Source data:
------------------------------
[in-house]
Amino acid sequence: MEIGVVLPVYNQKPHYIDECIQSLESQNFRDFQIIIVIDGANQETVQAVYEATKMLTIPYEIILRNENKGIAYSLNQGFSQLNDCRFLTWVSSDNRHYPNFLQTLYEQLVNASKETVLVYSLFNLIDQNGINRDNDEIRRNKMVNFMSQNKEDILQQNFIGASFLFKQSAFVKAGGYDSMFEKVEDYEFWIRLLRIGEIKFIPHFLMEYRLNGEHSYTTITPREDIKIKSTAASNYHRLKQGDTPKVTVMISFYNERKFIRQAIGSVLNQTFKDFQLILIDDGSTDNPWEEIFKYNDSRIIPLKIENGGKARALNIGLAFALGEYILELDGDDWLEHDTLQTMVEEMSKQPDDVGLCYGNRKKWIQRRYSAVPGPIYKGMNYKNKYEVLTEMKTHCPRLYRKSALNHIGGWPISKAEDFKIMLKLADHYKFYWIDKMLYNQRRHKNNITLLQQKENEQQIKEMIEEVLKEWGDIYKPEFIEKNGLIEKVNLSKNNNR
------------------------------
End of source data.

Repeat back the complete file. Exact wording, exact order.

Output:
[in-house]
Amino acid sequence: MEIGVVLPVYNQKPHYIDECIQSLESQNFRDFQIIIVIDGANQETVQAVYEATKMLTIPYEIILRNENKGIAYSLNQGFSQLNDCRFLTWVSSDNRHYPNFLQTLYEQLVNASKETVLVYSLFNLIDQNGINRDNDEIRRNKMVNFMSQNKEDILQQNFIGASFLFKQSAFVKAGGYDSMFEKVEDYEFWIRLLRIGEIKFIPHFLMEYRLNGEHSYTTITPREDIKIKSTAASNYHRLKQGDTPKVTVMISFYNERKFIRQAIGSVLNQTFKDFQLILIDDGSTDNPWEEIFKYNDSRIIPLKIENGGKARALNIGLAFALGEYILELDGDDWLEHDTLQTMVEEMSKQPDDVGLCYGNRKKWIQRRYSAVPGPIYKGMNYKNKYEVLTEMKTHCPRLYRKSALNHIGGWPISKAEDFKIMLKLADHYKFYWIDKMLYNQRRHKNNITLLQQKENEQQIKEMIEEVLKEWGDIYKPEFIEKNGLIEKVNLSKNNNR